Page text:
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Suzanne Daveau review – intimate, sparkling portrait of an astonishing career

The vibrant 97-year-old geographer sparkles as she discusses love, life and her groundbreaking research

Luisa Homem’s documentary portrait of 97-year-old geographer Suzanne Daveau has the intimacy of family stories being passed down from one generation to the next. Guided by the scholar’s vibrant recollections of her astonishing career, the mix of archival photos and Homem’s new 8mm footage shot in the locations studied by Daveau has the feel of a mid-century travelogue.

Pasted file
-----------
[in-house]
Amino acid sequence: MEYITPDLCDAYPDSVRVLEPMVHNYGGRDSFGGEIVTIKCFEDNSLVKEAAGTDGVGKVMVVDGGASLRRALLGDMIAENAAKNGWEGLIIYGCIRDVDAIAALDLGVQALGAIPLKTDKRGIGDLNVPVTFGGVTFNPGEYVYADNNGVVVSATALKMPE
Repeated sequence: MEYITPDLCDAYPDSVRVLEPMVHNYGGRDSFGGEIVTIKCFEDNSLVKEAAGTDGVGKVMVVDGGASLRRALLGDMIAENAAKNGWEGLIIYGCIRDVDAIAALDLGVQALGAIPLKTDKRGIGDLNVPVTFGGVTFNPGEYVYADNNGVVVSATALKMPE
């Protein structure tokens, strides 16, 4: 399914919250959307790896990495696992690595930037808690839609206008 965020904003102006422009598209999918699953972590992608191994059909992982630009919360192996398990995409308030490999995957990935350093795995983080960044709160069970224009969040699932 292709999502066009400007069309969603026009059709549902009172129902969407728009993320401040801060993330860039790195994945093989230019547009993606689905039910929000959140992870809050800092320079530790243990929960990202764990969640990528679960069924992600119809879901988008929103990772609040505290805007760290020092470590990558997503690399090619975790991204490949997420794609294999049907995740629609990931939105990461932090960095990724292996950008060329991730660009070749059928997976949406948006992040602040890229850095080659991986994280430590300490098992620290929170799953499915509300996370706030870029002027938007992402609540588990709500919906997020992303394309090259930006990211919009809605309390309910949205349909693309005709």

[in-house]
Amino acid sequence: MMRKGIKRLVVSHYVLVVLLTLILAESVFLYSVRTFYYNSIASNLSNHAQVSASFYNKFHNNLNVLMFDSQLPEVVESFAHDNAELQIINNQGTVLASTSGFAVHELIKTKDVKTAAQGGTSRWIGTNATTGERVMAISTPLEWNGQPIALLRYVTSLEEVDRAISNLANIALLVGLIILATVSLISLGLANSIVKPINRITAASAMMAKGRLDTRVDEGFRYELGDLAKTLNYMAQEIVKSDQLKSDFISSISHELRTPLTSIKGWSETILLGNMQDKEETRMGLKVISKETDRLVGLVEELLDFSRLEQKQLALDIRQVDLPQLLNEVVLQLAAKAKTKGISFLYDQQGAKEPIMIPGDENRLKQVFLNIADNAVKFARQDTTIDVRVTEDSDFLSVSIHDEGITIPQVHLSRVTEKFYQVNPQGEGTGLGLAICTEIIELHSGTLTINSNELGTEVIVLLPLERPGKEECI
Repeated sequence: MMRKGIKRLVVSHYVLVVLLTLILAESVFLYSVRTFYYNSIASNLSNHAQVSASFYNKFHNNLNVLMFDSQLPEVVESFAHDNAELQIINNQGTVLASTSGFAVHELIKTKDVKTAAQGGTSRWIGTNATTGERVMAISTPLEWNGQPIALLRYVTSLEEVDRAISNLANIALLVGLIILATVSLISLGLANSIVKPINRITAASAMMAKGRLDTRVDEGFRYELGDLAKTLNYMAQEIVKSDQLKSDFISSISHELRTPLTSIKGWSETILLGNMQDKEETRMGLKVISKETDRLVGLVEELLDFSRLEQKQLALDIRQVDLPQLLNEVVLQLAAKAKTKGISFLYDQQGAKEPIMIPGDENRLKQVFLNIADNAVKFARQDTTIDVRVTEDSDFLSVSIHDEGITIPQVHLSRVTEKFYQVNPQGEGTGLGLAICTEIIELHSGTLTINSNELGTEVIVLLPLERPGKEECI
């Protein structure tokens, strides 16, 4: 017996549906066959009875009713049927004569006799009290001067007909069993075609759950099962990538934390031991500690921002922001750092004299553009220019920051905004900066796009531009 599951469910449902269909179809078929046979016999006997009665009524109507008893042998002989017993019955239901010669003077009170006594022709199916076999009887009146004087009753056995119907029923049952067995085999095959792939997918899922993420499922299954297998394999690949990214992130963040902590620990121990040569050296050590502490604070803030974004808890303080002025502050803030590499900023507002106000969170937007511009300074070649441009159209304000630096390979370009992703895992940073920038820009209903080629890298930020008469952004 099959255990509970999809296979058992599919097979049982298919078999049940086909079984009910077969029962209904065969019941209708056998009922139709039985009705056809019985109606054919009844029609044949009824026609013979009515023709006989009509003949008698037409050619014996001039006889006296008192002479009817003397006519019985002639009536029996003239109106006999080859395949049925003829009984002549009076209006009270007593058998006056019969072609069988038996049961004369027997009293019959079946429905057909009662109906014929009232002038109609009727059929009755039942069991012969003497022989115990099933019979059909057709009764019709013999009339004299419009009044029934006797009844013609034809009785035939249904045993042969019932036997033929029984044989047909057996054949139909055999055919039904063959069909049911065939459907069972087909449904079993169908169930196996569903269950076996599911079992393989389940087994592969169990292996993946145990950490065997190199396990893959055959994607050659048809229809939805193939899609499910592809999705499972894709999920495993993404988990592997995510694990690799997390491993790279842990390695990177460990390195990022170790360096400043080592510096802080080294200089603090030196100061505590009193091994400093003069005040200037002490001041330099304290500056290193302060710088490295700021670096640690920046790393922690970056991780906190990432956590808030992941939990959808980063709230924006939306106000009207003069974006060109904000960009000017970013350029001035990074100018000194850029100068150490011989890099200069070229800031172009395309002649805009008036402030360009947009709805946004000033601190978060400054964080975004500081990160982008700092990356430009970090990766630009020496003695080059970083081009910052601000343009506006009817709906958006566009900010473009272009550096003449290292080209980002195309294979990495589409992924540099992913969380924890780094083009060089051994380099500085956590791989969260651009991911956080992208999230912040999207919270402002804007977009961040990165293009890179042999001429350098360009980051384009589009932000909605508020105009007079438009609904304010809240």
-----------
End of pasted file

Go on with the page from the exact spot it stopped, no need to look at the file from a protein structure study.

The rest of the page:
In this film, images of bustling Paris, the deserts of Africa, and the verdant plains of Portugal freely intermingle, creating a visual topography of Daveau’s personal and scientific adventures. A child of the second world war, Daveau enjoyed her childhood in the French capital but she also longed for the mysteries of nature. It was an intellectual and spiritual passion that brought her as a graduate student in a male-dominated field to Africa, where she researched pastoral terrain in the semi-arid Sahelian Mauritania during the 1950s. Gruelling but rewarding, her academic work also led her to the love of her life, the Portuguese geographer Orlando Ribeiro. Together, the pair would go on to produce monumental work on the geography of Portugal.

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